It doesn't pick up station names, though, so you'll have to enter those manually, and you can't move stations up and down the list so that your favourites are nearer the top.
Video playback was very impressive. We watched some movie trailers which rendered smoothly and with great colour reproduction. Video quickly pulls out to widescreen mode, and a tap on screen gives you access to a pause bar.
Playback wasn't jerky at all, and this is one smartphone screen we think we could use to watch video on while travelling.
Motorola Milestone XT720: Battery life and maps
The 1390mAh battery is quoted by Motorola as good for 540 mins of talktime and 320 hours on standby but really, that's not particularly useful information for a phone like this which is going to be used for voice calls for just a small amount of time.
We found the battery did quite well at keeping the phone alive during periods of fairly harsh usage involving a good deal of Wi-Fi, video playback, and some GPS-ing too.
When we kicked into the mix regular updating of our email, though, which meant quite a bit of use of 3G data, things got dodgy and at the end of each day we were well below 50 percent on the battery.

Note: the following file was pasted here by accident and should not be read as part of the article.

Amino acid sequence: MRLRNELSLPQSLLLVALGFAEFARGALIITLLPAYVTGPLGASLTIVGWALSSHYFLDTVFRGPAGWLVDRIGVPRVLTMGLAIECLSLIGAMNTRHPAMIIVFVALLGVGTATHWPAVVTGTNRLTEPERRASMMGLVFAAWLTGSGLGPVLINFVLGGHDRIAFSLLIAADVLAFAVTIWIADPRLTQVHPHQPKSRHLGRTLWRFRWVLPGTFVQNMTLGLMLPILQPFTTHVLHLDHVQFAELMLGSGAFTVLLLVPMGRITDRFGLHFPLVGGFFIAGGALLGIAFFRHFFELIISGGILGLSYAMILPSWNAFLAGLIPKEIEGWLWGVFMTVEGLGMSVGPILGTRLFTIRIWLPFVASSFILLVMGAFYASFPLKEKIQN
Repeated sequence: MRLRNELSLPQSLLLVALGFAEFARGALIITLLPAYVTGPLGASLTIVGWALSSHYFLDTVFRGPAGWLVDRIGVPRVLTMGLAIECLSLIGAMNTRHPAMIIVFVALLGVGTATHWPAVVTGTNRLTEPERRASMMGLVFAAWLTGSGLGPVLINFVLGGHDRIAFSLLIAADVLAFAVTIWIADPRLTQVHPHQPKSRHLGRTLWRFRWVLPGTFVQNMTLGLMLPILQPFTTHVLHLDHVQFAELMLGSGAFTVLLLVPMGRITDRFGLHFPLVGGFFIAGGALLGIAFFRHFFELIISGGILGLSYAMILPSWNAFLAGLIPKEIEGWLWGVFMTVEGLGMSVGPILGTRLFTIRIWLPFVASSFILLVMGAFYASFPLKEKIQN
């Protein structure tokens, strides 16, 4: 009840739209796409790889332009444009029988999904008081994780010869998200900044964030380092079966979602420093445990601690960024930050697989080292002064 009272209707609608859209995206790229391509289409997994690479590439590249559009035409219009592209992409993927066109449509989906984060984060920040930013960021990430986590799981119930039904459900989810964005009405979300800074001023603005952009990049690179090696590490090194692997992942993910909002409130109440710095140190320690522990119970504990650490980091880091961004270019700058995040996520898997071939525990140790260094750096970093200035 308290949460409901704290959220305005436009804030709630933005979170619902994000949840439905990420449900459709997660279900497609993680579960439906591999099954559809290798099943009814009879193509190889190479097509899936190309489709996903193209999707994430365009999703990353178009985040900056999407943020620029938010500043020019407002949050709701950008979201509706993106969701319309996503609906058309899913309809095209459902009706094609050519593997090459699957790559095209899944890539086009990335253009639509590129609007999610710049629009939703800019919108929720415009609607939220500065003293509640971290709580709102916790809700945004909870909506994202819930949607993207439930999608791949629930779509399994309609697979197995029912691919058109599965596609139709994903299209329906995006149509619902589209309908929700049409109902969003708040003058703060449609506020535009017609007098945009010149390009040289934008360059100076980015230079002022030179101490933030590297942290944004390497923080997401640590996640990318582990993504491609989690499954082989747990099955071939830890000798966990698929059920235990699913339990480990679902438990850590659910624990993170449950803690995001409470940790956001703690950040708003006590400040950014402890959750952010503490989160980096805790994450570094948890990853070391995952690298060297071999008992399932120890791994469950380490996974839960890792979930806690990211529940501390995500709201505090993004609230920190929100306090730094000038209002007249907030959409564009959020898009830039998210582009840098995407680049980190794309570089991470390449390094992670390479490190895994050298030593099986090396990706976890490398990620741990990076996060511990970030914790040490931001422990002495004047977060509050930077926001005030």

We'd always advocate a daily charge for a smartphone, but the fact is that if you are a frugal user you might make it through more than a day between charges.
The GPS, incidentally, was very good indeed. It kicked in within 30 seconds of us turning on Google Maps to pinpoint our location, and did this when we were sitting a metre away from an open window. In use on the road it kept a pretty constant signal, too.
Google Maps has its own point to point navigation service these days which we generally find is very good. But if you want something else you can try the bundled Motonav software instead.
This is Motorola's own routing app, and it's on the 8GB microSD card that comes with the phone. It self-installs the first time you choose it from the apps menu and you'll need access to the web to slap in an activation code that comes to the phone, so getting started is a bit convoluted.
Motorola Milestone XT720: Connectivity and apps
The Motorola Milestone XT720 has all the connections you'd expect from a high-end smartphone. There's Wi-Fi, 3G and GPS and they all seemed to work very well. The GPS in particular was very good at getting, and then holding, a signal.
Wi-Fi signals were strong, and we found we used much of our data over a home Wi-Fi network. This happily pulled things like websites and YouTube data to the Motorola Milestone XT720 without giving us any trouble.
The Bluetooth connection supports A2DP (for wireless stereo music) and we'd expect nothing less from a handset of this calibre.
Motorola doesn't go overboard on providing apps. This isn't a huge problem really, as the Marketplace is only a couple of screen taps away and you can use that to fill the Motorola Milestone XT720 with software. And Motorola does provide a couple of quite useful bits.